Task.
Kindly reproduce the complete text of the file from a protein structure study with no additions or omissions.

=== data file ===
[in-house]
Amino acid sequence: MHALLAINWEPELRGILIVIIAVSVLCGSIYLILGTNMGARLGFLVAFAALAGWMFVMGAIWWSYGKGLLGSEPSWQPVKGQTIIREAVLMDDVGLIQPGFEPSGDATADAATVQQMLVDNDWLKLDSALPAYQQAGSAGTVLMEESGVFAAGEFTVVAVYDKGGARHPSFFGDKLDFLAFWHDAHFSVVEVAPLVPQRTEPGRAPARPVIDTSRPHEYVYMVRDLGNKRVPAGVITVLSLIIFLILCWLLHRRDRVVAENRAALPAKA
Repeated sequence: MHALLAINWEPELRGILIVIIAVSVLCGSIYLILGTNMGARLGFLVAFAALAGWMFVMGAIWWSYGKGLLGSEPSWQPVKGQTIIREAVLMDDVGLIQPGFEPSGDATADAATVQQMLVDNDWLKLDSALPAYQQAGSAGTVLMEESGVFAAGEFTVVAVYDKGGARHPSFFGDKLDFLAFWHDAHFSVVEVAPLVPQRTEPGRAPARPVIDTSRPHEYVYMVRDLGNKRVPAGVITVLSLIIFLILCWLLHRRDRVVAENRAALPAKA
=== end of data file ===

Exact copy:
[in-house]
Amino acid sequence: MHALLAINWEPELRGILIVIIAVSVLCGSIYLILGTNMGARLGFLVAFAALAGWMFVMGAIWWSYGKGLLGSEPSWQPVKGQTIIREAVLMDDVGLIQPGFEPSGDATADAATVQQMLVDNDWLKLDSALPAYQQAGSAGTVLMEESGVFAAGEFTVVAVYDKGGARHPSFFGDKLDFLAFWHDAHFSVVEVAPLVPQRTEPGRAPARPVIDTSRPHEYVYMVRDLGNKRVPAGVITVLSLIIFLILCWLLHRRDRVVAENRAALPAKA
Repeated sequence: MHALLAINWEPELRGILIVIIAVSVLCGSIYLILGTNMGARLGFLVAFAALAGWMFVMGAIWWSYGKGLLGSEPSWQPVKGQTIIREAVLMDDVGLIQPGFEPSGDATADAATVQQMLVDNDWLKLDSALPAYQQAGSAGTVLMEESGVFAAGEFTVVAVYDKGGARHPSFFGDKLDFLAFWHDAHFSVVEVAPLVPQRTEPGRAPARPVIDTSRPHEYVYMVRDLGNKRVPAGVITVLSLIIFLILCWLLHRRDRVVAENRAALPAKA